However, Little has promised his church that he will abide by the Book of Discipline even as he hopes for a change. He said he has been asked by same-sex couples to perform their marriage ceremonies or to be married in the church and that he has had to turn them away because of his promise. One day, he says, he wants to be able to perform those ceremonies with the blessing of his denomination.

“I still want to change,” Little said. “I love my church, not only this church, but the United Methodist Church. We need to change.”

The best-case scenario, he thinks, is a compromise between more traditional and progressive sides, perhaps giving more control to local churches.

Matter of interpretation?

As someone who believes the Book of Discipline should maintain its current teachings, Fenton is on a different side of the debate.

However, he agrees that more and more people across the denomination are realizing separation is a possibility.

He said he’s not surprised when churches leave the denomination but that those decisions are about how believers interpret Scripture.

“These churches are all very welcoming to GLBTQ people attending their churches. … These folks we find invariably are typically very good-hearted people. They’re making the decision to walk away from the denomination because the church’s leaders don’t seem able or are unwilling to hold accountable the people who are unwilling to live by the church’s teachings.”

Fenton said he doesn’t want to guess what the commission will decide.

Lesbian bishop

Saenz, this region’s bishop, has hope the United Methodist Church will stay united despite its 9 million members’ differences.

“The church as a whole does so much for the lives of individuals that make it up and also for our communities,” he said. “We can do more together than we can apart.”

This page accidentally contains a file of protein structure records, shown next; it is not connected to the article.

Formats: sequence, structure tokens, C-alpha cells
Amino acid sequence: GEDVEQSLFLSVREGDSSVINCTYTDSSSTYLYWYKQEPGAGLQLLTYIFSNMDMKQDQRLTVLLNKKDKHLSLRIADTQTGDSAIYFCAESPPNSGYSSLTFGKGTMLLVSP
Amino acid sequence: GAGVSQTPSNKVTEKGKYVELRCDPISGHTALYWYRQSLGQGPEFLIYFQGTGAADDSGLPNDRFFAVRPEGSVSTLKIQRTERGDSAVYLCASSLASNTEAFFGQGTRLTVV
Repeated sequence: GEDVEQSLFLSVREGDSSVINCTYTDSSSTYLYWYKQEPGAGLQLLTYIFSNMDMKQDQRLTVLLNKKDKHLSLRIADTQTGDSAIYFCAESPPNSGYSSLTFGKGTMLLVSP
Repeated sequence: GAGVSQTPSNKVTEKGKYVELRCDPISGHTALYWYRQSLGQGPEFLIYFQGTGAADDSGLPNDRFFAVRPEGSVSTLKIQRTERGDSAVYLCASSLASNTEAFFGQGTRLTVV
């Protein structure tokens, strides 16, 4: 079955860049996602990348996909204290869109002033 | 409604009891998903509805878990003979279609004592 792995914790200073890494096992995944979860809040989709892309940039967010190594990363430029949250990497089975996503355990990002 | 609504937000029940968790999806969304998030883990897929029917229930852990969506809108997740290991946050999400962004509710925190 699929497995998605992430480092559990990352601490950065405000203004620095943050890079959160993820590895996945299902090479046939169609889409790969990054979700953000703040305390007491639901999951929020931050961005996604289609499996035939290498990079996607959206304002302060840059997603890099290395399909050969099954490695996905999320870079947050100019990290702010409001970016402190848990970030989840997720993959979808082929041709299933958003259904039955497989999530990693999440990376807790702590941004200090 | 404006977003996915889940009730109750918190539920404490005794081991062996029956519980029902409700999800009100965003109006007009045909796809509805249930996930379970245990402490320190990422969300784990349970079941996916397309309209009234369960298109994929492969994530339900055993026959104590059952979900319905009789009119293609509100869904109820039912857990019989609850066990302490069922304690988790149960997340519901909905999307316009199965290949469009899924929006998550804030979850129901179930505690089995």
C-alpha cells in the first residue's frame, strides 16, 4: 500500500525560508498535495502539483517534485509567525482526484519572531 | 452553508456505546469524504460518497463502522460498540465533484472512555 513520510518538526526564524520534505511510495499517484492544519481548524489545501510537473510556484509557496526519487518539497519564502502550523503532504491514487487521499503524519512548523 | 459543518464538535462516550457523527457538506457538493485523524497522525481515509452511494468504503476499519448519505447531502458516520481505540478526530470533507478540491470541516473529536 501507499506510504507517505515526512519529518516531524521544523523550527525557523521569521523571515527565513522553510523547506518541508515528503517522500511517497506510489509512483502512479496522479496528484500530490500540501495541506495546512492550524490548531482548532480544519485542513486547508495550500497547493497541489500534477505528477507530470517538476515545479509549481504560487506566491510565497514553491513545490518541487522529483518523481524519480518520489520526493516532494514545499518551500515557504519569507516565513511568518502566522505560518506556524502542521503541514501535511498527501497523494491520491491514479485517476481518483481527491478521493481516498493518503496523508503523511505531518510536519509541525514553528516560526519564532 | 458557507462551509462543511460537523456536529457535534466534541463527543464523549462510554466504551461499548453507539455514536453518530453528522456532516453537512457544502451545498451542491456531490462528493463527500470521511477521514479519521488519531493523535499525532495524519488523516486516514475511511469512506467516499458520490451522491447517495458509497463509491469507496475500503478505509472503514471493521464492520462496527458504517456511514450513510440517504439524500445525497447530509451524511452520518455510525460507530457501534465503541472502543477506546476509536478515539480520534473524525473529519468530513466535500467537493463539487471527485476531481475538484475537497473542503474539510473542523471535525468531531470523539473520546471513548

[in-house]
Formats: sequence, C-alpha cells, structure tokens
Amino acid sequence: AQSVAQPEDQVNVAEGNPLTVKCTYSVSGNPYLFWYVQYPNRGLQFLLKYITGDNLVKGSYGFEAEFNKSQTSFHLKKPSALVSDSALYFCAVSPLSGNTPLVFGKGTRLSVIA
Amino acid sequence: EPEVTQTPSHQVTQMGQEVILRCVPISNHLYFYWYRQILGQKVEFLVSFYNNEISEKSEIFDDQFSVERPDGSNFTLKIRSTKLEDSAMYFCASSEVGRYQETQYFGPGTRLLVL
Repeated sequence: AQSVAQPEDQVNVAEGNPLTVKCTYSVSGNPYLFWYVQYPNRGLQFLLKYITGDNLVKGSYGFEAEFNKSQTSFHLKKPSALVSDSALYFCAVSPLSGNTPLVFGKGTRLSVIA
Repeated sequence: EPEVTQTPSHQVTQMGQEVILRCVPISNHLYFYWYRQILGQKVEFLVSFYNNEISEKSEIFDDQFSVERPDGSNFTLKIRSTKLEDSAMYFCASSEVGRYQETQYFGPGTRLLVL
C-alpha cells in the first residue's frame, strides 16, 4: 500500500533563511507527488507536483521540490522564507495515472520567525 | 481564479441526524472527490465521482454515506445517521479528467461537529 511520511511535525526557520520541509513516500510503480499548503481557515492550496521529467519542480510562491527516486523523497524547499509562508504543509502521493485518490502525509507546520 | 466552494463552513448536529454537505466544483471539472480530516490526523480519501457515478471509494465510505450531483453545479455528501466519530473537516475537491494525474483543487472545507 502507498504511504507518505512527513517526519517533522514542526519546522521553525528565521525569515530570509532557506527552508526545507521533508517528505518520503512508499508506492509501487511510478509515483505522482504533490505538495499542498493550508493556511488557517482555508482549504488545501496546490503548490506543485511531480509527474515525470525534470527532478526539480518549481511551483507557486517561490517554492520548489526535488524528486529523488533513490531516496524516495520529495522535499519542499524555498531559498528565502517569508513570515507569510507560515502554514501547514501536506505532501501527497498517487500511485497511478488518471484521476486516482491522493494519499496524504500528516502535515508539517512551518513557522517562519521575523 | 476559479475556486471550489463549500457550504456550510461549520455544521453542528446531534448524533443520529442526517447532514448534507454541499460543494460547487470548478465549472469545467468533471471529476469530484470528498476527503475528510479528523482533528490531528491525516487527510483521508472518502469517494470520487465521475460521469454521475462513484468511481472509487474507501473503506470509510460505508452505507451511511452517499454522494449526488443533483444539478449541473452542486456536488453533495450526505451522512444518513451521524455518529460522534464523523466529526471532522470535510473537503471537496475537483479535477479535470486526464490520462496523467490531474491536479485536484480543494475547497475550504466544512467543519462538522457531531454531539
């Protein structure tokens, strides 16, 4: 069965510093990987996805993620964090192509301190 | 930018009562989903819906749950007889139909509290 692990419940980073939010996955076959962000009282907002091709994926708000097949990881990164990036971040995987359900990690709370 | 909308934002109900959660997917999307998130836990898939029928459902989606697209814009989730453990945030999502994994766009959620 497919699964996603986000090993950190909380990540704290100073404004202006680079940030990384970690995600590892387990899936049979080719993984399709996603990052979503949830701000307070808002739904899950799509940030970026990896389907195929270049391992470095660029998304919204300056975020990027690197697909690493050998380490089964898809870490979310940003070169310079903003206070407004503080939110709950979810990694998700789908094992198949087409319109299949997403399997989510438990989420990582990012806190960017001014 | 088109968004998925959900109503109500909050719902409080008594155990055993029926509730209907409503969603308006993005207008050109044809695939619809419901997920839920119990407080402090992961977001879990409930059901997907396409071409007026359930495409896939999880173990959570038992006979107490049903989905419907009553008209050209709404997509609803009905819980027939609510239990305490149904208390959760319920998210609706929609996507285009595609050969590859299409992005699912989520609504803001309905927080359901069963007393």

Already, numerous clergy and clergy candidates have come out as gay in violation of church teachings, while other clergy have performed same-sex weddings, some going through church trials.

In July 2016, the Rev. Karen Oliveto became the first openly lesbian bishop to be elected in the United Methodist Church, over the Western Jurisdiction. Oliveto is married to a deaconess in the denomination.

The top court of the United Methodist Church, its Judicial Council, is scheduled to have a hearing Tuesday in Newark, N.J., on whether Oliveto’s election and consecration as bishop is lawful under the Book of Discipline.

‘Human nature’

Not much news has come out of the Commission on a Way Forward, but its 32 members seem to be realizing that the future could look different for the United Methodist Church, according to the denomination’s news service.

“There is within the membership of the Commission a desire for some loosening of structure (or giving each other space), honoring differences, and yet finding a clearer consensus on matters of theology and doctrine,” read an April 10 news release from the commission.

As Saenz spends his first few months as bishop – he was elected in 2016 – traveling to meet United Methodist congregations in Kansas and Nebraska, he’s trying to empower lay people to carry on ministries and make a difference in their communities. People await the commission’s outcome but also know the commission’s decision won’t bring a final conclusion to discussions about sexuality in the United Methodist Church, he said.

Although there might be many conflicting opinions in the denomination, that’s “just human nature,” Saenz said.

“We’re focused on what unifies us rather than what divides us,” Saenz said. “The church has always been in dialogue with itself and with culture. That’s part of what it means to be a church in different times and eras.”

Katherine Burgess: 316-268-6400, @KathsBurgess